I am plagued with strange compulsions. Some have been with me as far back as I can recall and I have added several through the years. Compulsions rarely make sense to others, but I often find that those folks who scoff at my compulsions usually have their own rituals that seem perfectly reasonable to them. I find it particularly galling when someone who jumps over sidewalk cracks or changes direction to avoid crossing with a black cat makes fun of my rituals.
One compulsion is ordered reading. I do not like to stray from first to last order. I read the newspaper in order, first page first. For most of my life I read books in the order in which they came to be on my shelf. Now I not only have shelves in every room but I have stacks on end tables, night stands, kitchen counters, and some dangerously tall stacks on the floor. Reading books in any kind of order is impossible. I just pick a book near where I finished the last one. So I consider that compulsion conquered. Of course that means another compulsion added. I buy books. Lots of books. I cannot leave a thrift store or garage sale without perusing the used books. Bookstores are the crack cocaine of book addicts. Imagine throwing a crack head into a pharmacy and saying “just take whatever you find interesting.” I try to stay out of them. And those people who read the end of the book first? I don’t think I could knowingly be friends with them. I can only imagine the conversation when my girls come to clean out my remainders.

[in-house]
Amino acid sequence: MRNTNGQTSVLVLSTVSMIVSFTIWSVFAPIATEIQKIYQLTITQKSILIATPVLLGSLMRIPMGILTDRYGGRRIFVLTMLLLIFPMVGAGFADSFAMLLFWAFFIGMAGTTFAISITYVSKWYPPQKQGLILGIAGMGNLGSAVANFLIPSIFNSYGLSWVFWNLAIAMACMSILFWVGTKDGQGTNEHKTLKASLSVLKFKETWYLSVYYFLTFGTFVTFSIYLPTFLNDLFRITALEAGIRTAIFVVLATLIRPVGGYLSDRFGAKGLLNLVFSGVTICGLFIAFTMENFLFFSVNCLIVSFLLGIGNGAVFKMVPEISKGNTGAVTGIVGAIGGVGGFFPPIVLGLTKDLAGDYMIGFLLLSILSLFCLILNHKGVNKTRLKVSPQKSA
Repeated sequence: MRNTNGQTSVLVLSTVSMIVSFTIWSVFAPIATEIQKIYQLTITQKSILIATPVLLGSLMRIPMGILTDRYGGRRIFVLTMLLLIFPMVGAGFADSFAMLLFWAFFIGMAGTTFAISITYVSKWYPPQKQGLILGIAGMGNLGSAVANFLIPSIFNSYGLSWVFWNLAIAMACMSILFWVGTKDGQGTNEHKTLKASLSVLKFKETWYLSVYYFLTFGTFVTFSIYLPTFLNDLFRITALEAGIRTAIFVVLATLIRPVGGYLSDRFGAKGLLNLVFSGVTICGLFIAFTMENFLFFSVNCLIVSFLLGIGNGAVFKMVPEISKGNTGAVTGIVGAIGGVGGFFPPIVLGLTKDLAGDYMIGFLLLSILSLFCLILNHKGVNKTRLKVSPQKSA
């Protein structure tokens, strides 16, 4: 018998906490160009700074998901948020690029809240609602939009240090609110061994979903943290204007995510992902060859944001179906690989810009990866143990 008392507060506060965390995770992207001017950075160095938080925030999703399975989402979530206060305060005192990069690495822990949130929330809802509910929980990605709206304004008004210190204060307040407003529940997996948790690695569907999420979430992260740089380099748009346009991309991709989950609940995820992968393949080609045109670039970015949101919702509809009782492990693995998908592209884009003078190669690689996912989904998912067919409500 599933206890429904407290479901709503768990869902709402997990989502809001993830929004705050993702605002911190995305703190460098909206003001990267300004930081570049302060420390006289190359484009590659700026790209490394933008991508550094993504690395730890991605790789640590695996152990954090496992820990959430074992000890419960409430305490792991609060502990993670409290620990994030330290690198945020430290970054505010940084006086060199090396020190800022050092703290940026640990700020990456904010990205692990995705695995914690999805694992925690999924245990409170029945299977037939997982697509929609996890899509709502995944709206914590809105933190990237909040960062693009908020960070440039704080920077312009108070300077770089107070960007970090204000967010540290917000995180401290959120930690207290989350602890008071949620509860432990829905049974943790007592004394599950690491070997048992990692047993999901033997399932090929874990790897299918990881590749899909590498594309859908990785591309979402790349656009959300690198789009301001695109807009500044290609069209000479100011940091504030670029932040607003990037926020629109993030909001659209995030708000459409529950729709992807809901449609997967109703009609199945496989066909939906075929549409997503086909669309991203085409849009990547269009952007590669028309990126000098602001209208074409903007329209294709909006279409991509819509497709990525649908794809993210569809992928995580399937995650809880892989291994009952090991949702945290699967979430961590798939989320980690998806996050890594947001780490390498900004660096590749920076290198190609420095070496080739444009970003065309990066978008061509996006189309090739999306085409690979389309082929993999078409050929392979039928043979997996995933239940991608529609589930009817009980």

One of my most disturbing compulsions came on gradually, building to the current state of must do. It is the curse of correct change. I know that a curse is usually thought of as a hex of some kind, like the curse of the mummy or the curse of the Hope Diamond. Extreme bad luck comes to those cursed. My curse is not in that category so I suppose it might be classified as a paltry curse, as curses go. I inherited this from my mother, whose digging in the bottom of her purse humiliated me on so many occasions. Mama felt that she could not be flimflammed if she provided correct change. Because who knows how many people want to short change old ladies by a quarter or two? She held up check-out lines while she dug in her large purse, making sure every nickel, dime and penny was right. And then she grinned like a bushel basket of possum heads. Her purse could have been filled with bricks it was so heavy. She called one day all a flutter. She had gone to get gas and after it was pumped she realized she had left her wallet at home. But no worries, she actually paid for a full tank of gas with the change from the bottom of her purse.
It crept up on me slowly, that compulsion to provide correct change. I usually apologize and explain that it is my curse to count change. I dig deep into my purse and pull out a fist full of change that is littered with bits of Kleenex and the occasional Advil tablet. As I add the coins up to the total I get a measure of satisfaction in knowing that mama would be relieved to know that I was finally protecting myself from swindlers and cheats.
Recently I was surprised to see my first born digging deep into her bag seeking exact change, rooting like Jack Russell after a chipmunk. She looked pleased when I pointed out the curse was creeping up on her. Pleased by the curse of the correct change! Imagine that. I think I just found out who will inherit my books.